Direct and indirect communication styles

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Published: 09th November 2010
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Communication is fundamental to a happy and productive work environment. Companies of all shapes and sizes need to feel that there are strong lines of communication existing within the organisation, and employees should feel as if they are able to communicate with their peers and senior staff members in a positive way. In the same way, employers or managers should have the confidence and strength of approach to be able to communicate with their staff in a non-threatening and supportive manner.

Communication is also important in academic situations; whether this be at school, college or university. Using an appropriate style of communication can be hugely influential in the way that students learn, and thus subsequently in their overall academic performance. Similarly, by teaching students constructive ways to communicate and express themselves, their ability to go out into the working world and function maturely is enhanced.

The two most common forms of communication styles are Direct and Indirect. Knowing when and where to use either of these two styles can make a difference to all interactions with other people. Let’s take a look at each style in turn:

Direct Communication: "Is speech that significantly states and directs an action."

Indirect Communication: "Is not typically authoritative. It invites contribution and makes the listener feel that their ideas are important."

Quotations by Williams, as found in the HSJ, 16th September 10

Direct Communication

This form of communication is often used in the workplace to ensure that it is very clear who has the authority to give an instruction, and what that instruction is. Direct communication is used when there is no room for discussion or compromise, as the style doesn’t really allow for the listener to provide an opinion or viewpoint back to the speaker.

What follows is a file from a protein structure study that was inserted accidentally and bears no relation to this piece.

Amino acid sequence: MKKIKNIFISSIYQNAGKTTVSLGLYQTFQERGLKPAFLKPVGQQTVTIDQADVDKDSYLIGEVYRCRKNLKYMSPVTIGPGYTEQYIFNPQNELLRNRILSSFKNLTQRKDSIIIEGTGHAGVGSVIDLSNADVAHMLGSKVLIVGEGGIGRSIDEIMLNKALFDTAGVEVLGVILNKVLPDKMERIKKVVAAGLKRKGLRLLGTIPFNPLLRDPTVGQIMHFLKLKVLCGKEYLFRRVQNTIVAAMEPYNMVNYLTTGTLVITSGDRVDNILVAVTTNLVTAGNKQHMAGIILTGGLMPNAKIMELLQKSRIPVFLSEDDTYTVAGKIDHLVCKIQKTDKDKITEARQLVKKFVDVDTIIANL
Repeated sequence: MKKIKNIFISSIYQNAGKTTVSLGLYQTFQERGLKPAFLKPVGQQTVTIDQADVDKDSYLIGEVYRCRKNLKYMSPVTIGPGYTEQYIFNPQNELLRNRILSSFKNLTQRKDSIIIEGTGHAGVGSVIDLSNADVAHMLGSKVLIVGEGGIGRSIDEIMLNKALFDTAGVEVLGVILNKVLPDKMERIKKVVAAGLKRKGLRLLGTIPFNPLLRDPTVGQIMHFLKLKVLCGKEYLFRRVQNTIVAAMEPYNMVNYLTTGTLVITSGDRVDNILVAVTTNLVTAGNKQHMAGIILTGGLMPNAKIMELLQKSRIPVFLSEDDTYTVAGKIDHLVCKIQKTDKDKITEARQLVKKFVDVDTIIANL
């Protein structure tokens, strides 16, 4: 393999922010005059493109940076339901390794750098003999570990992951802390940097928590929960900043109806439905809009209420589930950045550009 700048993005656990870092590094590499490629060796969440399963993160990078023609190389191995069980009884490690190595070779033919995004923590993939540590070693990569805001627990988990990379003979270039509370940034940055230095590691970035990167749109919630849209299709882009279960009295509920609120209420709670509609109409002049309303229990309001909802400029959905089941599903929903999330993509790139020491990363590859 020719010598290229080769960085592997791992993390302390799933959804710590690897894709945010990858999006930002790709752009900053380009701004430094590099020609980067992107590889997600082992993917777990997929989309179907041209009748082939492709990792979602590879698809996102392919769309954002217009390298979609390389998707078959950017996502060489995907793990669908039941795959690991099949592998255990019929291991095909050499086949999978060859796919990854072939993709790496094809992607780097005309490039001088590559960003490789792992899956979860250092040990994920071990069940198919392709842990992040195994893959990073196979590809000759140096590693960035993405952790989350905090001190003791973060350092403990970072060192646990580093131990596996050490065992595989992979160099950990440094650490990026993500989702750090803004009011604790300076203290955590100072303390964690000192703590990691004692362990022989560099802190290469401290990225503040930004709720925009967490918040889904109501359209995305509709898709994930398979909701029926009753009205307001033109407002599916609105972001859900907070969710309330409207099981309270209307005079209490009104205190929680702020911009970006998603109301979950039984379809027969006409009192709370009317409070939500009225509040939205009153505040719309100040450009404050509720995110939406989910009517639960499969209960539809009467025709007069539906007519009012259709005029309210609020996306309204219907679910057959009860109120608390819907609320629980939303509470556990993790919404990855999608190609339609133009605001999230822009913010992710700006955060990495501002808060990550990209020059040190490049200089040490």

Direct communication can appear to some as argumentative or rude. However there are times when direct communication can be seen as the only appropriate form of communication in an academic environment or in the workplace. Examples of when this form of communication is appropriate include;

- When there is only one ‘right’ way of doing something; for example when there is a law or a procedure that dictates that things must happen in a certain way. Responding to a fire would be an example of this.

- When there is a fast deadline approaching and you require something to be completed instantly. Sourcing data to complete an urgent board report may be one example of this, responding to a cardiac arrest in a hospital may be another.

- When the listener has specifically said that they prefer a direct form of communication.

- When you are an expert on a particular subject, i.e. you are the teacher or lecturer on a specific academic subject and you can accurately state that something is true or factual.

Indirect Communication is sometimes seen as vague and non-committal, placing listeners in a situation where they have to ‘read between the lines’. However, an indirect communication style can be very useful because it helps teams work together in a more cohesive way, it can help create a respectful and friendly environment. Examples of when this form of communication is appropriate include;

- You want to learn from the person you are talking to as they are the ‘expert’ in a particular field. This could occur when an Operational Manager talks to a financial analyst for example.

- You need all involved to be committed to the task you are asking them to do; thus enabling them to all provide their ideas is crucial to forming a collaborative environment.

- You are looking to support someone else to learn through action and involvement.

Neither style of communication is right or wrong – it is knowing when to use either of the two styles that is important.

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